By Tara Moser, LCSW, RPT-S and Reina Lombardi, LMHC, ATR-BC
Cancer-the diagnosis no one wants to hear in regards to their or the health of someone they love. It is impossible to escape being affected by this disease.
The leading cause of death in the United States is related to cancer of all types. It is an equal opportunity illness. It comes in myriad forms. It does not discriminate. We are all susceptible and at risk. Our families and friends as well.
The first step in combating cancer comes in the form of education and prevention. Our best tool is to participate in recommended screenings for early detection, which offer a greater chance for effective treatment. Your primary care physician is your best ally! Keeping him/her up to date on your family history and any change in your health will help with proper screenings and detection.
According to the National Cancer Institute at the National Institutes of Health, breast cancer is among the most common type with an expected 235,000 new cases to be expected in 2014. An estimated 12.4% of American women will develop breast cancer during her lifetime.
There are specific healthy behaviors associated with a decreased risk for breast cancer such as healthy diet, regular exercise and limiting alcohol consumption.
While preventative measures can help decrease risk, the one risk that cannot be controlled is genetic pre-disposition. Women with a history of breast cancer in their family are advised to work with their doctor to create a preventative screening regimen, which may vary from those without a family history, to maximize the chances for early detection.
Terminal and life-threatening illnesses affect both the body and spirit. A diagnosis of cancer can be as terrifying for the patient as it is to his/her family and friends. All involved may experience a broad range and intensity of emotions from diagnosis through treatment through outcomes of remission or death.
The way in which each individual copes and processes this experience will be different and unique to that individual. Life experiences create our coping skills. Some people may shut down and withdraw from social engagement, others may don a mask of bravery and appear unaffected, and others may appear irritable and act out in anger.
Coping while fighting this illness, or witnessing and supporting someone you love battle this disease, can be challenging and feel overwhelming. One of the best life lessons is to create a routine of self-care. This is especially important for care-givers, as their health and well-being are needed to be able to care for the loved one fighting to survive the illness.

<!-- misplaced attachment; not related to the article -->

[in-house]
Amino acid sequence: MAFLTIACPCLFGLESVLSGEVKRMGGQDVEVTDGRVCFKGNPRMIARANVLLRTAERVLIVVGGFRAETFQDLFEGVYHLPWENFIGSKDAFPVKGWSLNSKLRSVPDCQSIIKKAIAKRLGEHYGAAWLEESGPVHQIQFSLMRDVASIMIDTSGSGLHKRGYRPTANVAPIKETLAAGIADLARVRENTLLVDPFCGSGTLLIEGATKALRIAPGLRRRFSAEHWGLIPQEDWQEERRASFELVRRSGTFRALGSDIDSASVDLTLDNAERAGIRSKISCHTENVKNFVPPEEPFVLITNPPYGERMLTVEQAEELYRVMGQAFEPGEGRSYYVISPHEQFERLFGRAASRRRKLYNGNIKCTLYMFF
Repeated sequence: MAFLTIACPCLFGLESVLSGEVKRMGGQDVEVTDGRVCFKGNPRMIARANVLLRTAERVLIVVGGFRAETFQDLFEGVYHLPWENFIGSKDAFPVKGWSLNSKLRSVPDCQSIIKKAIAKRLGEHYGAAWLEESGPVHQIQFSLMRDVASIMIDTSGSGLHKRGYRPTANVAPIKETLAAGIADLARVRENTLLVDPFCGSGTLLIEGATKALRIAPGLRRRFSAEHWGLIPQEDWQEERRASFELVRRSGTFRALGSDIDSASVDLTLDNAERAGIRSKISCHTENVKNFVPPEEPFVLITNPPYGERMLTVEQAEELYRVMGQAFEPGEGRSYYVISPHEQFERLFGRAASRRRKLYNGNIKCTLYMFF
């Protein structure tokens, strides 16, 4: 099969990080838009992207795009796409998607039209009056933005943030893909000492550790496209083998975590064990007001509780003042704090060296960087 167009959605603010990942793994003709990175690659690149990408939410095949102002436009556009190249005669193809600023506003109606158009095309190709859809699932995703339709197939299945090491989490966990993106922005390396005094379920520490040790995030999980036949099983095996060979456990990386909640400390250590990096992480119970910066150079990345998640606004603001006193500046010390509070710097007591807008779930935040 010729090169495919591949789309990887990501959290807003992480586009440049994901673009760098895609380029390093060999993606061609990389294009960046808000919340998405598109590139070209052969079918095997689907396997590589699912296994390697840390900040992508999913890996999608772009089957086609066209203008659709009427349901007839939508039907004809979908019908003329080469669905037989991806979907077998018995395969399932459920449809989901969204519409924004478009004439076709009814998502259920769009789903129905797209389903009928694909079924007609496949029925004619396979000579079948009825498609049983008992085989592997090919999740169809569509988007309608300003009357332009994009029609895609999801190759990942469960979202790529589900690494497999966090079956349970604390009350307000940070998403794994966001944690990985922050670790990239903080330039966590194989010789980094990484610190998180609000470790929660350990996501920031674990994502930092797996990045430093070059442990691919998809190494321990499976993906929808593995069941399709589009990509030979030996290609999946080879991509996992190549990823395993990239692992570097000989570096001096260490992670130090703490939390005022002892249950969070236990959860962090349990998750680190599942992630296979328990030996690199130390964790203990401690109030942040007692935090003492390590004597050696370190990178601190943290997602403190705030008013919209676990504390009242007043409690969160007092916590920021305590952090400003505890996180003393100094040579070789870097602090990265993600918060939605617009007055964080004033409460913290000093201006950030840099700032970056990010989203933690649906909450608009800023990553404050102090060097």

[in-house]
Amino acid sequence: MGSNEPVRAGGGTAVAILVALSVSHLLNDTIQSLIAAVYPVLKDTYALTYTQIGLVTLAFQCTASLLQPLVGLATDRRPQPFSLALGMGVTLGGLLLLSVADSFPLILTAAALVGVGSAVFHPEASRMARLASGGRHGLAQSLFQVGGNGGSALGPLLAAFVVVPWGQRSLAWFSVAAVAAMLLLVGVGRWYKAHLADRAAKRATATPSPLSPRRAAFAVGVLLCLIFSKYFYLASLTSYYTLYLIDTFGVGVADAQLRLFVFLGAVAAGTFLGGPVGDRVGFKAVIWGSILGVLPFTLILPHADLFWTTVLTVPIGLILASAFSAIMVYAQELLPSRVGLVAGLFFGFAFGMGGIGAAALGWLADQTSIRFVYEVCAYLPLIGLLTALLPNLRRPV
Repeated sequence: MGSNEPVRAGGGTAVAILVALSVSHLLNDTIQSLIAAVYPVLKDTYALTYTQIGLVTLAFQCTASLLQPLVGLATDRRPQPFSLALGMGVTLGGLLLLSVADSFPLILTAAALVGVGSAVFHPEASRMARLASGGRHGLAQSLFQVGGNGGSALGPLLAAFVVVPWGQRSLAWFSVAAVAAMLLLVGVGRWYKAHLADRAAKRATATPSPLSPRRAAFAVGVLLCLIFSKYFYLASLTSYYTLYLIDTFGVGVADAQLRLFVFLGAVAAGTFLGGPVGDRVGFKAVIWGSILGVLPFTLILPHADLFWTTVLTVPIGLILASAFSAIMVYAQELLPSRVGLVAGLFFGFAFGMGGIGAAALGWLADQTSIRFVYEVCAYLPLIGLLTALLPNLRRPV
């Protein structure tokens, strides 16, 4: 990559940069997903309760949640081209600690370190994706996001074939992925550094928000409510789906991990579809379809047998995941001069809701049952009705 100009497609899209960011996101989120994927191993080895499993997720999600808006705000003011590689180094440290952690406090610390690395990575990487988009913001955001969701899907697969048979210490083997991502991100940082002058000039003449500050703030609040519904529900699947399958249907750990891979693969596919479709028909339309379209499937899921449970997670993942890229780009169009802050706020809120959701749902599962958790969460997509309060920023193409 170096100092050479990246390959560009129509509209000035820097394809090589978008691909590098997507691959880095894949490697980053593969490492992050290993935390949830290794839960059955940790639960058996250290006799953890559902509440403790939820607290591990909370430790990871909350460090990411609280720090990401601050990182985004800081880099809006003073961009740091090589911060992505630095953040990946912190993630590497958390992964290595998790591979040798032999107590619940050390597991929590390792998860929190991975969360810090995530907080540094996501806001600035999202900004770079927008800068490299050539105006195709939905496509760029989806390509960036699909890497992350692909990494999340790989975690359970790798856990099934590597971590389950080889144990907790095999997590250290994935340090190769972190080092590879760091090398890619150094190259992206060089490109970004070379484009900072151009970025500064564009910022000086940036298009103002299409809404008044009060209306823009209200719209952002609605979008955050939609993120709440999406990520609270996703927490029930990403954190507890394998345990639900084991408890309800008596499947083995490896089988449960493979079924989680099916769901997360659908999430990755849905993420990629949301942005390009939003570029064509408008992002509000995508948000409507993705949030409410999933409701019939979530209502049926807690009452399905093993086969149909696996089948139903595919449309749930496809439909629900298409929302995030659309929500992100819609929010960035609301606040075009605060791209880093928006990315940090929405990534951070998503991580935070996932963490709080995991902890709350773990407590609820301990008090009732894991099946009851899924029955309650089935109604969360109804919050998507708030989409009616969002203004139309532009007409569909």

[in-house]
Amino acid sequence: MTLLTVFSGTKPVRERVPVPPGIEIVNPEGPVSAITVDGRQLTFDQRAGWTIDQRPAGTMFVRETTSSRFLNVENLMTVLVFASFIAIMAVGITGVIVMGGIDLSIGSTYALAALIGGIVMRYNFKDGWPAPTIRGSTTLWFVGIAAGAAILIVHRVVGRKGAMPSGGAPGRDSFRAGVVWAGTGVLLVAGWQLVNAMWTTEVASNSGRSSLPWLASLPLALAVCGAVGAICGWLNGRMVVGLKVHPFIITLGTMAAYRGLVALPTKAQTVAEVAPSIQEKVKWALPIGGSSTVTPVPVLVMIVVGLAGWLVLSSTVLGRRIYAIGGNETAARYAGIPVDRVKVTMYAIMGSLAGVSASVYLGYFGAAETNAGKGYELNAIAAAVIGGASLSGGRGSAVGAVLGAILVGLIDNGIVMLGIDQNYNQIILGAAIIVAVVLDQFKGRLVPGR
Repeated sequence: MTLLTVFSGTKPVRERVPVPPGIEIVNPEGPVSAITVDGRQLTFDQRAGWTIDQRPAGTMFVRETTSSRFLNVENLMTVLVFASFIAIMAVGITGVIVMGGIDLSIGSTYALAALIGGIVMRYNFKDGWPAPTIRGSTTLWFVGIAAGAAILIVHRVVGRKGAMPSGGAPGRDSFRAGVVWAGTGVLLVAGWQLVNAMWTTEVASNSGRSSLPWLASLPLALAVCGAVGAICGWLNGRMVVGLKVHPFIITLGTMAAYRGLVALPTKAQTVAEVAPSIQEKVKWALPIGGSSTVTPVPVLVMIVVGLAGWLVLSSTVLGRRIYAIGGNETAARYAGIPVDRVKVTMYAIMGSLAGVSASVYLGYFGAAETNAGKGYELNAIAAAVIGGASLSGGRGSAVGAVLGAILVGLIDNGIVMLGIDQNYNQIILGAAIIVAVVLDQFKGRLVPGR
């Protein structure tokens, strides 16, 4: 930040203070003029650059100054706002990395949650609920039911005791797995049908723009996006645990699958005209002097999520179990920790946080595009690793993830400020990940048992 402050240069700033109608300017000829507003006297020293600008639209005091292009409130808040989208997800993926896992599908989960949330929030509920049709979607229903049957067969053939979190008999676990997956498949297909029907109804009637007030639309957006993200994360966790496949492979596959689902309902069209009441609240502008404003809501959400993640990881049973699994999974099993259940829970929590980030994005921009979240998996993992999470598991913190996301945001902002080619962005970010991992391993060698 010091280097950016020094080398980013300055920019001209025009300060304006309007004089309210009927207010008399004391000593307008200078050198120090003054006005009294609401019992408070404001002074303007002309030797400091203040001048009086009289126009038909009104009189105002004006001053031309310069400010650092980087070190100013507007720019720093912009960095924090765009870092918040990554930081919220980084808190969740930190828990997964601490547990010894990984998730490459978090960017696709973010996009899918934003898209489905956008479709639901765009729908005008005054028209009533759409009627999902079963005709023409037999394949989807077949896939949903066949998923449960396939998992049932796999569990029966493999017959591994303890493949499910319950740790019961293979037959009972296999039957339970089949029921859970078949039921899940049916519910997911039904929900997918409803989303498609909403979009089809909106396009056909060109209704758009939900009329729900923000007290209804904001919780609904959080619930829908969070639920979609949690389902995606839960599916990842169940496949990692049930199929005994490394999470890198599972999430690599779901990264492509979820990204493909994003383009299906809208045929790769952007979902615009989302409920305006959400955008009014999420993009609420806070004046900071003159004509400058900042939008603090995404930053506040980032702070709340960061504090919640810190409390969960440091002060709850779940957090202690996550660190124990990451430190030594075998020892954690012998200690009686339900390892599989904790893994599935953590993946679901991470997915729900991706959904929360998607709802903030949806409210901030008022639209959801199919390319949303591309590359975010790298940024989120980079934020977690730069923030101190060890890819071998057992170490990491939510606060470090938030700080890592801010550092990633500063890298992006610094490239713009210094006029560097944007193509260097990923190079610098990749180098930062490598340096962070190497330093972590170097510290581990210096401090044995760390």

Self care comes in the forms of emotional and physical needs. Emotional self-care consists of activities that refill, replenish or recharge your spirit such as attending spiritual or religious services, meditation, reading, coffee with a friend, utilizing your creating through art or play, attending a support group, and/or counseling services. Physical self-care includes working out, ensuring proper nutrition, and routine sleep schedules.
It is common to be at a loss of words when talking about your own situation of cancer, your caretaking of a friend/family member with a cancer diagnosis, or approaching a friend or family member who is helping to care for a family member with such a diagnosis. A good rule of thumb when asking questions and making statements is to avoid those that place blame on the individual with the disease. It is not only unhelpful, it is hurtful.
If a person engaged in behaviors or worked in environments with increased risk for cancer, the individual and their family are aware and are not going to benefit from reminders regarding the link between the two.
Focusing on what one can do to help the individual and their loved ones cope–in the present–will go a long way. Statements that reflect empathy, demonstrate support, and are free from judgments are generally considered to be helpful and appreciated. Questions that seek to find ways one may be of help or assistance in such times are of benefit. For individuals fighting this illness alone, extending an offer to assist with simple routine tasks they may not be physically capable to complete can help alleviate much stress for that individual. Tasks such as walking the dog, taking the garbage can to and from the curb, or picking up groceries can feel overwhelming and to someone undergoing chemo and/or radiation treatment.
Cancer is part of our lives, no matter how hard we try to run from it! Preparing ourselves to be proactive and prepared is critical!
Tara Moser, LCSW, RPT-S specializes in working with children, adolescents, and families. She has a Master’s Degree in Social Work from the University of Central Florida, is a Licensed Clinical Social Worker in the State of Florida (#SW8379), and a Registered Play Therapist Supervisor through the Association for Play Therapy. Tara also specializes in Play Therapy with children 2 -18 years old, as well as incorporates pet-assisted play therapy into some of her clinical work utilizing her two dogs Abbey and Bode.
Tara has worked in a variety of therapeutic roles including foster care, non-profit family counseling, non-profit individual counseling, elementary school based counseling programs, adolescent drug prevention/intervention, behavioral therapy with autism, domestic violence counseling, and supervised visitation, in addition to her private practice.
Tara’s counseling approach is client centered in that each session is unique to meet the client’s needs and utilizes tools that are most effective for the client such as play, music, pets, and art. More often with the younger children, non-directive and directive modalities of play therapy are utilized. Cognitive-behavioral approaches and family system approaches are also utilized.
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Tara Moser, LCSW, RPT-S